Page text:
After finishing her undergraduate degree in neuroscience at Scripps College, Katie worked in a neuroscience lab at Stanford for a few years. She recalls, “I developed my own ideas of what I wanted to do. I knew as I entered graduate school I needed faculty who would give me a lot of autonomy in my science. My idea for my research was to combine human neuroimaging data with data from rodent models to further understand how the brain develops anxiety disorders and how we can better treat them. To make this happen, I needed to be able to work with both humans and animals. When I was choosing graduate schools six years ago, it wasn’t common to find a single lab that did both. I was looking for a place where faculty members were interested and willing to collaborate with each other and with me to do this project. I found that at Michigan.”
As a sixth year doctoral candidate, Katie is focused on research to understand how we can better predict who may or may not develop post-traumatic stress disorder (PTSD) after trauma. She originally fell into place at UM with two faculty mentors, but her graduate school trajectory was thrown off balance when they both left the university. She had the opportunity to go with either one of them but saw more opportunities to stay at UM. With her new mentor, she’s now looking at temperament, or personality, in rodents seeking connections between individuals’ temperament and anxiety, and how that plays out in the brain.
The next step in her research is to convince the rest of field that they should pay more attention to individual differences in rodents, to understand a new model of therapy, and to eventually apply that knowledge back to humans. Her hope is to better understand the potential for how individual differences shape fear learning and reduction. She says, “There are ways to help individuals who seem more vulnerable to reduce their fear after trauma exposure. If the differences we see in rodent models translate to humans, we can develop screening procedures for at-risk individuals before they experience trauma.” She is now looking in the brain to determine if different circuitry patterns emerge from individuals who are or are not vulnerable. She explains, “I’m interested to see if the patterns we see in rodents look similar to the patterns we see in our anxiety patients.”
For fun, Katie relaxes by playing board games with her husband and their friends. However, she doesn’t have much free time outside of lab and organizing RELATE (www.learntoRELATE.org), a program to train scientists to communicate effectively with lay audiences. Katie says, “I co-founded RELATE, and that means on top of lab work we are essentially working a second full-time job. This summer, we’ve organized a ten-week workshop for 36 grad students from 15 different graduate programs. “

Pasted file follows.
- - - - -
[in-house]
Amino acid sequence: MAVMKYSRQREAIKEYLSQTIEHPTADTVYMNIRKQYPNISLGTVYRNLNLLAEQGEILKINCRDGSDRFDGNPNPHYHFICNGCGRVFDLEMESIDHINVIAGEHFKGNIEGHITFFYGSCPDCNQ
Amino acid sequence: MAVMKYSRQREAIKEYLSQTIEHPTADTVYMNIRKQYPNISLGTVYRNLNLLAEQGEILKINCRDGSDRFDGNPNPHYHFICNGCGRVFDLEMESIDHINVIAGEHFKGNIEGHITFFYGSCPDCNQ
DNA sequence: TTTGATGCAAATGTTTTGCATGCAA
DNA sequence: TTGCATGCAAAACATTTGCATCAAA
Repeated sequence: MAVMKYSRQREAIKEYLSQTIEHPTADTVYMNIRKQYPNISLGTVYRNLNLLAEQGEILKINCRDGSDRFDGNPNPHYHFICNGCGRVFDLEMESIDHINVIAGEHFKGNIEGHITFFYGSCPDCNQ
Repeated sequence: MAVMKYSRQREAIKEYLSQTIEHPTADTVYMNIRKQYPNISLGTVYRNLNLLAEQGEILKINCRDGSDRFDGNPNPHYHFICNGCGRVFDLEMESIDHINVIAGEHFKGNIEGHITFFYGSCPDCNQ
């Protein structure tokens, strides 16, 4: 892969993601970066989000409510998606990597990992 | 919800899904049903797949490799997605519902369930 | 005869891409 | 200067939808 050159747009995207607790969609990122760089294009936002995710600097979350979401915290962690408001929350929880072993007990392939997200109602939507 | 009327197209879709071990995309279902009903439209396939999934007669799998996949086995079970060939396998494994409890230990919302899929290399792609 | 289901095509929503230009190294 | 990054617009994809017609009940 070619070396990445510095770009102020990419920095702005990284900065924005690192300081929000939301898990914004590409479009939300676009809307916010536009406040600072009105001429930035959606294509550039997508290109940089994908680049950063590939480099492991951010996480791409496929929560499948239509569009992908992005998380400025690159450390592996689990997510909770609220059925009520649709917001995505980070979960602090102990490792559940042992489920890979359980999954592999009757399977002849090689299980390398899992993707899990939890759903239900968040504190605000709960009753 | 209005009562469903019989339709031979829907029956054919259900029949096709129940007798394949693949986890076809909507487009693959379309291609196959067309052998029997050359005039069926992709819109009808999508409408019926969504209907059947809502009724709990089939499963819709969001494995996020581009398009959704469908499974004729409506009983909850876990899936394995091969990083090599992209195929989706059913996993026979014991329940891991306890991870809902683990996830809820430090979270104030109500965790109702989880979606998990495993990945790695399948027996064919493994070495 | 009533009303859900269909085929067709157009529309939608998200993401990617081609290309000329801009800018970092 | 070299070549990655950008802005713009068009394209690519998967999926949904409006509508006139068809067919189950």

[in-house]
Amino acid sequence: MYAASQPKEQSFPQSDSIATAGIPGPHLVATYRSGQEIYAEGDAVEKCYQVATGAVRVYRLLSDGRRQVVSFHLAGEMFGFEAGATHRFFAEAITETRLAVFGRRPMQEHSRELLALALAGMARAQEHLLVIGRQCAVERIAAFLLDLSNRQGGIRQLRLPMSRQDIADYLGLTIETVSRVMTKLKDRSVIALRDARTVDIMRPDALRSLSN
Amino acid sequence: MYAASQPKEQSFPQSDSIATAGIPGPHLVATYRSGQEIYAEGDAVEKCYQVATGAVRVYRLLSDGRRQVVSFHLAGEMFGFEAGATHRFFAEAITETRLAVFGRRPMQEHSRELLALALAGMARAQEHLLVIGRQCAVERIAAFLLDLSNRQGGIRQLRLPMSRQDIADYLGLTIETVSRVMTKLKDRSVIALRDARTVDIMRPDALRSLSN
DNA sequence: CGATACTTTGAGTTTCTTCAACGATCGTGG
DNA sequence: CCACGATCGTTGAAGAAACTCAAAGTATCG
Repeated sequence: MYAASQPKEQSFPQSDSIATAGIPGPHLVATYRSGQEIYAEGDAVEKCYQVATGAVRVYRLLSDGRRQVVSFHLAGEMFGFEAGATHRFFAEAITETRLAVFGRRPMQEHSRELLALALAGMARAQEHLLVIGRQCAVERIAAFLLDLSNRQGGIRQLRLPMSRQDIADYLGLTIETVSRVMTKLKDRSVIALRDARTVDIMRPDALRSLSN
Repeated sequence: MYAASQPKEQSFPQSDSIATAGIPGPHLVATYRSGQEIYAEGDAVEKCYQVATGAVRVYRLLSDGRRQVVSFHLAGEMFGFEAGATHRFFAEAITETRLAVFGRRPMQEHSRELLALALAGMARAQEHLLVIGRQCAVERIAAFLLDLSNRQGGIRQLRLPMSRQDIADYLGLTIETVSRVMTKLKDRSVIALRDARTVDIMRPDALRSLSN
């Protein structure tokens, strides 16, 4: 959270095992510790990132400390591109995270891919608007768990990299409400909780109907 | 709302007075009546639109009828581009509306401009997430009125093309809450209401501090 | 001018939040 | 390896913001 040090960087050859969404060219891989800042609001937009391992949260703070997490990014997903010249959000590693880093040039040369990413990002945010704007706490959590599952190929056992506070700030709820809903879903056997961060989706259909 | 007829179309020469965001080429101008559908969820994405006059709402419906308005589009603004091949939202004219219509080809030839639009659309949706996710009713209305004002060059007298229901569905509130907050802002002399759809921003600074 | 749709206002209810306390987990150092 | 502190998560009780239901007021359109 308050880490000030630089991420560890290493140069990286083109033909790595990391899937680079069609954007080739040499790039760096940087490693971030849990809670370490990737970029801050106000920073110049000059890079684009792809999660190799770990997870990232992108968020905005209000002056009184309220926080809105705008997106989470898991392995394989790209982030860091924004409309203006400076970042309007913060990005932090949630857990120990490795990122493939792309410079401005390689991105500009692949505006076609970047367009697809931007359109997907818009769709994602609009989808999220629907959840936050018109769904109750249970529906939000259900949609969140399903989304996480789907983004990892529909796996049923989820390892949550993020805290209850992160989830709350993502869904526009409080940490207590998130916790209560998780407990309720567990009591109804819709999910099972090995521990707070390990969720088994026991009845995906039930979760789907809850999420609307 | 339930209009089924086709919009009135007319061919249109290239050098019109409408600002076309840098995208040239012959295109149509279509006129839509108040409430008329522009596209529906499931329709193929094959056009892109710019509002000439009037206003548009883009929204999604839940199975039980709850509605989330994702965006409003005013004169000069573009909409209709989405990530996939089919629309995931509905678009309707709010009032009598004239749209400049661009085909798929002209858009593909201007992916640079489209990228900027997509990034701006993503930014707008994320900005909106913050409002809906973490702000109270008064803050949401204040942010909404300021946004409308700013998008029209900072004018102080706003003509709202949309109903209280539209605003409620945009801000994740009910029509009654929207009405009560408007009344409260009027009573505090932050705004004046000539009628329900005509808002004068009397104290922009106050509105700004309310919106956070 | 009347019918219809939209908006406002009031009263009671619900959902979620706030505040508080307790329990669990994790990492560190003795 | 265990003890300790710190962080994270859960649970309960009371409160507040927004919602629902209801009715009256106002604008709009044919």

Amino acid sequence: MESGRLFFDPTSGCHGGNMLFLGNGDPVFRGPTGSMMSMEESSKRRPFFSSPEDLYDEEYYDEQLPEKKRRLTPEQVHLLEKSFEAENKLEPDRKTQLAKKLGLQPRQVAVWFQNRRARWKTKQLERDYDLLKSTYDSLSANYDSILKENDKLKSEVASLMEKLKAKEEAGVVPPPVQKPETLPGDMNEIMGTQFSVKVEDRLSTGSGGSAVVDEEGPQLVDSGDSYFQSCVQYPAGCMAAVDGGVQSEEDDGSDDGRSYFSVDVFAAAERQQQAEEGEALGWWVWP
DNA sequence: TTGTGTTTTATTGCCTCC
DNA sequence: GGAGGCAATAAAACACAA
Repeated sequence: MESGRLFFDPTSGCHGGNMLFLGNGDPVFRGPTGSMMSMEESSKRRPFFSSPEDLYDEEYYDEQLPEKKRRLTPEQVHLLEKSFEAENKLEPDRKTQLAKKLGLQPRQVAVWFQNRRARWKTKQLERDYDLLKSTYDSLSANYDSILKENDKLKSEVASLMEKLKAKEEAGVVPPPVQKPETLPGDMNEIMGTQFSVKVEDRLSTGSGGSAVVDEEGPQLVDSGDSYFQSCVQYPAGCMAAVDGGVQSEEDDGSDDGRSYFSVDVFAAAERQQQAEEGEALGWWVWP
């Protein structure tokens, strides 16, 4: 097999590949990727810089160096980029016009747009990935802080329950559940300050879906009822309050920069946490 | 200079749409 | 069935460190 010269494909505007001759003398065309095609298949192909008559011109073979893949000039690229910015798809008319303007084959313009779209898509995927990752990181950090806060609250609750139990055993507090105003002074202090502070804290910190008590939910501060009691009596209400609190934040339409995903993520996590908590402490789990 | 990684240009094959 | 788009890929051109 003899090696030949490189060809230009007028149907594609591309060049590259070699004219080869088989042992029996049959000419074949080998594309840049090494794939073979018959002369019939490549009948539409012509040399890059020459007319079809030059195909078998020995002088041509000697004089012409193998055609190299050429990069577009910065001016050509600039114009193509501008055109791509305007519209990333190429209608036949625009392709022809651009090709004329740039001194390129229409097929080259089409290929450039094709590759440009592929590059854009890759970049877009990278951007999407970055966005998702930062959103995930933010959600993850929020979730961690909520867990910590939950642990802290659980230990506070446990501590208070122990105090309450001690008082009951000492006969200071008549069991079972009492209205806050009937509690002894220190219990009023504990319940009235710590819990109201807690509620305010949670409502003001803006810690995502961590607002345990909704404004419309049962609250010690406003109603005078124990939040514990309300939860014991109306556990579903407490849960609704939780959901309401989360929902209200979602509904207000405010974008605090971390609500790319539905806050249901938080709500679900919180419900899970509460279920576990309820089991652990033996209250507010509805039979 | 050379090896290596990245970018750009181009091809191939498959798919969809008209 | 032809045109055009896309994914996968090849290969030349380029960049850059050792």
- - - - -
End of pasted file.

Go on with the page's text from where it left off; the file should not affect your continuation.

RELATE is a program born out of need. Katie and co-founder Elyse Aurbach both wanted further training in communication skills but there weren’t a lot of resources for graduate student scientists beyond brief, one-hour workshops. She says, “We sought out a class because we wanted to take it. Since it wasn’t offered, we thought we’d design it.” She and Elyse won an NSF Innovation in Graduate Education Challenge Community Choice Award with the help of many students, faculty, and friends at UM. Rackham’s Dean Weiss heard of the proposal and connected Katie and Elyse with Paula Wishart, who leads professional development at Rackham. Together with Dr. Leah Bricker, a faculty member in the School of Education, they developed a workshop curriculum and successfully piloted the program last year with 29 grad students in an eight-week workshop. She says, “Leading RELATE has been exhausting sometimes, but definitely worth it. It has been a really fantastic experience, and I could not have done it without Rackham support.” Katie says, “There is a clear interest and need. Over 150 students came to the information session for this year’s RELATE workshop. Students in other programs are asking when we’ll have workshops for them too.”
Moving forward, Katie is looking at staff scientist or postdoctoral positions that would allow her to spend around 20% of her time on science communication work. As she switches universities, she’s hoping to make the first RELATE satellite program. She says, “I’m looking at this as a potential career option in the future. I really love this work.”